On the other hand, I sometimes marvel at the Republic on which we stand. We are expected to be generous. We fight in effect everyone’s wars and receive little credit. We at least have some sense of the limits of the bureaucratic and socialist state. But I do believe that there are two cultures among us now that more and more are not simply diverse ways of doing the right thing. They two different understandings of what is right, one of which is, by Christian standards, definitely not right. Little about Europe and Canada even seems overly reassuring. Many nations are simply disappearing.

It is not difficult to understand why Muslim activists see us to be easy prey or see how easy it is to undermine our public confidence. They were not prepared for Mr. Bush, but they are prepared to influence our nightly media. The present war’s main battlefield is the nightly television. And the war it fights is over minds that will or will not see a real threat. This issue, of course, goes back to the central Platonic issue of the relation between the soul and the city. Nothing less, I suspect, is at stake in how we choose to live, in how we choose to kill our infants and elderly, in how we choose to decide if we are going to make the effort to see what we are.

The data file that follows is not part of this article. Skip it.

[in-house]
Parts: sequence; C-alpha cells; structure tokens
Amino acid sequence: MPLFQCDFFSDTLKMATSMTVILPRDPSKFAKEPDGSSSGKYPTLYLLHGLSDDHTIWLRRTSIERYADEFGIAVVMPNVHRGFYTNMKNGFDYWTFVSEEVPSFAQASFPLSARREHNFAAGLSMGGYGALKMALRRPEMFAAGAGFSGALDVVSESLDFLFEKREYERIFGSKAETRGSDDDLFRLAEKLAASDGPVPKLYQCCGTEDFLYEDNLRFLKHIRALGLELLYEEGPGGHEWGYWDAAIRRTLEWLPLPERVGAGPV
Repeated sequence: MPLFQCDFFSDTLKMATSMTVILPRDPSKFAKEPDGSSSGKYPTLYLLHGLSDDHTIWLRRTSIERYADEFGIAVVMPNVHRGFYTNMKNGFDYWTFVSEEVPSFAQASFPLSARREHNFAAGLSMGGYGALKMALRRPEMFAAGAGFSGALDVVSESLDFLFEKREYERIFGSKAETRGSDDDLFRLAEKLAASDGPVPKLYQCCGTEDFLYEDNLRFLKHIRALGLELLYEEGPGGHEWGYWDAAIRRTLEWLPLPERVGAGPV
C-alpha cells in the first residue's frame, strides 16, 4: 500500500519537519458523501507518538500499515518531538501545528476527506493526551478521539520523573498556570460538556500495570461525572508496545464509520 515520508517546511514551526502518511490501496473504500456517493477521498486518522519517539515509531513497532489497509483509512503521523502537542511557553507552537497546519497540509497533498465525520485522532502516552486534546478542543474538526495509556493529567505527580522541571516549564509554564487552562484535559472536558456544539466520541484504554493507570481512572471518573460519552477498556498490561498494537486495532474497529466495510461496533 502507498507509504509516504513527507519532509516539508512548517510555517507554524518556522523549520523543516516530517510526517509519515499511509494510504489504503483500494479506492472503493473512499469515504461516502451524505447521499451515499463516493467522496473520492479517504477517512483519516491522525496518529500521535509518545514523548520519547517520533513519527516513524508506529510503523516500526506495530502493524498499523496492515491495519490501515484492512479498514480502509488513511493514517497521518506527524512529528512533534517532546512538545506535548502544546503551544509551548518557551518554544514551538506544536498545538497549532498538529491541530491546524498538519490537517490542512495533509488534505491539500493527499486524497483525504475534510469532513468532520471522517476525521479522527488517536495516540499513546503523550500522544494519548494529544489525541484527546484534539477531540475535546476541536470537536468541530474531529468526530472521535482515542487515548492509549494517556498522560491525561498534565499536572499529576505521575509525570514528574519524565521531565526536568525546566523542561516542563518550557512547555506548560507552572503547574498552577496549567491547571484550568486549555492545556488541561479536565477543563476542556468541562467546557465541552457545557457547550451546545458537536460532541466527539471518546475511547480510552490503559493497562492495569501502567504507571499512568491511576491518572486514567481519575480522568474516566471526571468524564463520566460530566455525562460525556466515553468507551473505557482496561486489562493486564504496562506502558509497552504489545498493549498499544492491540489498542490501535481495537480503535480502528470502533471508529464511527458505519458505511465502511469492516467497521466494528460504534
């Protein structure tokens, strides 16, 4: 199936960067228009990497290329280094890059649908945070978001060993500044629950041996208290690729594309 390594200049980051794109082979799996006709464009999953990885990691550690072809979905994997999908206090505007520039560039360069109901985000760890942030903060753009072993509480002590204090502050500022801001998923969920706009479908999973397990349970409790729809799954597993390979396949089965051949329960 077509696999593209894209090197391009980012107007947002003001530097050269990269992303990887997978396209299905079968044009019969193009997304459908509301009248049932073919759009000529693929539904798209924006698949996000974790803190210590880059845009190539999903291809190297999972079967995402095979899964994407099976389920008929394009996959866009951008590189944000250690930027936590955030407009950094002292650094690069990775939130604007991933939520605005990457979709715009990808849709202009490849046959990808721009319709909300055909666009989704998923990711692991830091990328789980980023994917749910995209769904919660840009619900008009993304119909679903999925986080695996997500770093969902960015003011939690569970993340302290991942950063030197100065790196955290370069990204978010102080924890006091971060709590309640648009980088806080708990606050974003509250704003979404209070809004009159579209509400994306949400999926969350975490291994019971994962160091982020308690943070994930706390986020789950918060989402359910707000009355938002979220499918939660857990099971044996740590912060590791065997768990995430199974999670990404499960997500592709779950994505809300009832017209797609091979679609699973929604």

There is such a thing as a democracy that has evaporated any sense of right order from its center. James Hitchcock’s book on the Supreme Court has pretty well explained how we got here. It is not surprising in these days, when seemingly everyone goes to law school, that the path of our decline was often via the law imposing what was disordered onto our lives with little effective resistence from the churches. One has to confess that the Catholic Church in this country has been largely practically silenced because of its own internal problems in this country, problems not unrelated the condition of the culture. I can see why themes of "decline and fall" are prevalent.